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Imagine shopping in a store where the majority of merchandise on display was complete junk, or subscribing to a cable television service where three-quarters of the programming was devoted to unwanted ads for sexual enhancers or weight-loss schemes.

It sounds implausible and in most legitimate businesses it would be. But those hypothetical scenarios help put into perspective the severity of the email spam problem. By the most conservative estimates, some 75% of all email sent today is spam. Some analysts put the figure closer to 95%. Of course, anyone who regularly loses important emails in a sea of junk mail for low interest mortgages and Nigerian money making schemes needs no statistics to understand that spam is to email what kudzu is to the South.

We are so used to it, we have almost come to accept it. But it threatens the viability of one of our most cherished communications tools, and no one can seem to stop it.

That’s not for want of trying. Scores of young companies have cropped up in recent years offering ways to separate the legitimate mail from the spam, and some have won a lot of attention. Earlier this year, Cisco Systems Inc. (Nasdaq: CSCO) acquired the security technology and anti-spam company IronPort Systems Inc. for $830 million. Just this month, Google Inc. (Nasdaq: GOOG) paid $625 million for Postini Inc., an email security company.

Both businesses have developed promising ways to block spam, but neither has managed to solve the problem.

So the search for a killer anti-spam technology continues. Two Israeli small caps working on a solution - Commtouch Software Ltd. (Nasdaq: CTCH) and IncrediMail Ltd. (Nasdaq: MAIL) - have seen strong sales growth and stock price gains this year.

Commtouch Software Ltd.

Commtouch Software Ltd., a Netanya, Israel company with U.S. headquarters in Sunnyvale, Calif., makes anti-spam and virus detection products for enterprise customers, and has seen its stock price almost triple from $0.82 a year ago to about $2.37 today.

Commtouch was founded in 1991 but for most of its history operated as a standalone email and messaging provider. A shift in 2004 that focused the company more narrowly on anti-spam solutions led to a period of soft results and instability, from which Commtouch is now emerging.

The company’s revenues have grown from $1.5 million in 2004 to $3.9 million in 2005 and $7.2 million in fiscal 2006. After shrinking its net loss to $415,000 last year from $2.7 million the year before, the company in 2007 reached profitability on a quarterly basis. Last month it reported that first quarter revenues rose 63% to $2.4 million, on net income of $267,000.

Like most companies developing anti-spam products, Commtouch has managed to grow its business by constantly developing new products to keep up with the spammers’ shifting tactics. It is now working on products to block so-called hijacked newsletter spam, which commandeers a popular email newsletter and attaches the spam image or the message at the top.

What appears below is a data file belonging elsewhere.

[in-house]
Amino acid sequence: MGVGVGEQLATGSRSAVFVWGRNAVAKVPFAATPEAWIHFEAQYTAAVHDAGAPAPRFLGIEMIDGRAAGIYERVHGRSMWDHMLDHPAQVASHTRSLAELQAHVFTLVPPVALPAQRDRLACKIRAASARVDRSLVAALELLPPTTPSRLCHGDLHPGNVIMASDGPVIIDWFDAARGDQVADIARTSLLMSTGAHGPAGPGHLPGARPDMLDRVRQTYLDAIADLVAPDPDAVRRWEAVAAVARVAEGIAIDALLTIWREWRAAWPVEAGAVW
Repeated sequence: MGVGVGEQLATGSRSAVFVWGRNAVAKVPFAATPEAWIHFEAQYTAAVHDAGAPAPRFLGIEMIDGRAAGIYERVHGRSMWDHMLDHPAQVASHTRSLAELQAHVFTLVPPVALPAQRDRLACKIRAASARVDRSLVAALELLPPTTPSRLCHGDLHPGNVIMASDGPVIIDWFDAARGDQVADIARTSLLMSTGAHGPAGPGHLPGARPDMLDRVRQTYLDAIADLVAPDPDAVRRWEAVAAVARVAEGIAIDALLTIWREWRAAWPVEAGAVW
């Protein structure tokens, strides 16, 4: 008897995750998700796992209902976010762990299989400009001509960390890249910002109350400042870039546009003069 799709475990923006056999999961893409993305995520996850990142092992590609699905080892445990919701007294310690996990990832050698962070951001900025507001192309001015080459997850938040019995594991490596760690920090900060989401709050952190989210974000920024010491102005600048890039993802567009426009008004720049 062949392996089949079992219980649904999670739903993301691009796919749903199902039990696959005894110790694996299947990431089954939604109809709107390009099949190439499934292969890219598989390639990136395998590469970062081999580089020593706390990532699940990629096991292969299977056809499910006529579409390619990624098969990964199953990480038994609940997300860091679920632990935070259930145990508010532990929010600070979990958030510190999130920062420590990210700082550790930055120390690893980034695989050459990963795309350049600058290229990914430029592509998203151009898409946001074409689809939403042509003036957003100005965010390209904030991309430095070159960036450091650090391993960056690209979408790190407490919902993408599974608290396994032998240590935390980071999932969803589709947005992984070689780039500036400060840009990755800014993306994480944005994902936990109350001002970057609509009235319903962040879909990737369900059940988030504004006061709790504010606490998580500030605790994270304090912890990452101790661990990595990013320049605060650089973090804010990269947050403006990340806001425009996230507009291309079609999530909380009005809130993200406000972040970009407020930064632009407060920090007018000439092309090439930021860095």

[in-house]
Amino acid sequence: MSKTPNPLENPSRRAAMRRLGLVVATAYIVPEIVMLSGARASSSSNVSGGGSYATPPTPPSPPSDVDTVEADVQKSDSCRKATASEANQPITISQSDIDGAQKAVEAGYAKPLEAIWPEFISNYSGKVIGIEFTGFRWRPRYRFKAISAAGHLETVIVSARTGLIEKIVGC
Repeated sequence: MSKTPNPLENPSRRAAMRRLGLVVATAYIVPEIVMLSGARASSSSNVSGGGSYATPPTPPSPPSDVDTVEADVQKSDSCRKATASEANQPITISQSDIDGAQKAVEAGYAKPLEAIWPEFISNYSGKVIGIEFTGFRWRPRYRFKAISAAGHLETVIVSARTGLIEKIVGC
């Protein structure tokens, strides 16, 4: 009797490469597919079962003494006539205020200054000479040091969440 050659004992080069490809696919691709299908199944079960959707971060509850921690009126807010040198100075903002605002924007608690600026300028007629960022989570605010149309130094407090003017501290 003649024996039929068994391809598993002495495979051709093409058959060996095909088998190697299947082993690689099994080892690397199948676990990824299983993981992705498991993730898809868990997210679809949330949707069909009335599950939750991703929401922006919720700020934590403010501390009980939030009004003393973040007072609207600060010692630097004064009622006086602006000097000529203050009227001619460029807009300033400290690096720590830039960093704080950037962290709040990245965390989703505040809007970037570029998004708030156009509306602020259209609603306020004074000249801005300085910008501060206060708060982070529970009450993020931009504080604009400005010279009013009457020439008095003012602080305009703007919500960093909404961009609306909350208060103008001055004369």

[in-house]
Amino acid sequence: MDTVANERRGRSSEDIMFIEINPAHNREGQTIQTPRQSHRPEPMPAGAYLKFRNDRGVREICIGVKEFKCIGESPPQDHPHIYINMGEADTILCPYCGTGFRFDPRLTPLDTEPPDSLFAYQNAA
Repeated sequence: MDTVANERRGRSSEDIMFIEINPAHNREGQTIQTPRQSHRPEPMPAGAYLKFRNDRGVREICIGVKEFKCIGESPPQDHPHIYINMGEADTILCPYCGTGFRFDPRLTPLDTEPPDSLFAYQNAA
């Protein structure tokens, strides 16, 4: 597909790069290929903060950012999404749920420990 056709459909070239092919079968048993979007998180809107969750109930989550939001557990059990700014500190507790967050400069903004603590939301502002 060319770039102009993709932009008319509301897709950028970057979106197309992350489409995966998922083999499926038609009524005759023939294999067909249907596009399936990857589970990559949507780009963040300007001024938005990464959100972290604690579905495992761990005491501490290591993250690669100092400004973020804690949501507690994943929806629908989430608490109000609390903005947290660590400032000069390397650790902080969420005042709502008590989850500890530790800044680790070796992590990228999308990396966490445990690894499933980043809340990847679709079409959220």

CTCH 1-yr chart

CTCH

IncrediMail Ltd.

IncrediMail Ltd. of Tel-Aviv, Israel, has enjoyed similarly strong growth recently by selling technology for the consumer anti-spam market. The company incorporates junk mail filters as part of a broad consumer email service that lets users design their mail with handwritten signatures, emoticons, and customized background and letterhead.

After going public in January 2006, IncrediMail was just last month approved for listing on Nasdaq. While its stock price has done well over the past year, trading around $7.56 today, up from $4.32 a year ago, it has also endured a number of choppy periods. Today it sells for less than the $8.51 per share it closed on its first day of trading following its initial public offering on Jan. 31, 2006.

IncrediMail’s revenues have grown rapidly, to $10.9 million last year from $7.4 million in 2005 and $6.2 million in 2004, but earnings growth has been more elusive, partly reflecting the company’s commitment to investing in growth. Its 2006 net income of $2.3 million was down from $3 million in 2005 and $2.6 million in 2004.

Nonetheless, IncrediMail is aggressively working to expand its business. It recently unveiled a Chinese-language version of its software, which is already published in nine other languages, and it has introduced advertising to supplement its mostly subscription-driven revenue model. During the most recent first quarter, it said that advertising revenue grew seven-fold from the prior year.

MAIL 1-yr chart

MAIL

The good news for both these companies, and for many others trying to make a dent against spam, is that businesses and consumers are desperate enough to try almost anything, and in fact are increasingly throwing two or more technologies at the same problem.

And, as some of the recent acquisition activity by Google and Cisco shows, there’s a strong belief that a groundbreaking spam killer could come from a relatively small company. It’s also likely that even companies that are unable to block spam altogether will continue to thrive by selling technology that blocks just a little bit of the spam that overwhelms most email users. That’s all anyone has been able to achieve to date.

But investors should be warned: competition is fierce in this industry, and much of it is coming from well-backed companies like Symantec Corp. (Nasdaq: SYMC) and McAfee Inc. (NYSE:MFE). The market is wide open today, but that could change suddenly if anyone develops a truly superior product.

Disclosure: none

Source: Smallcap Israeli Spam Killers: Commtouch Software, IncrediMail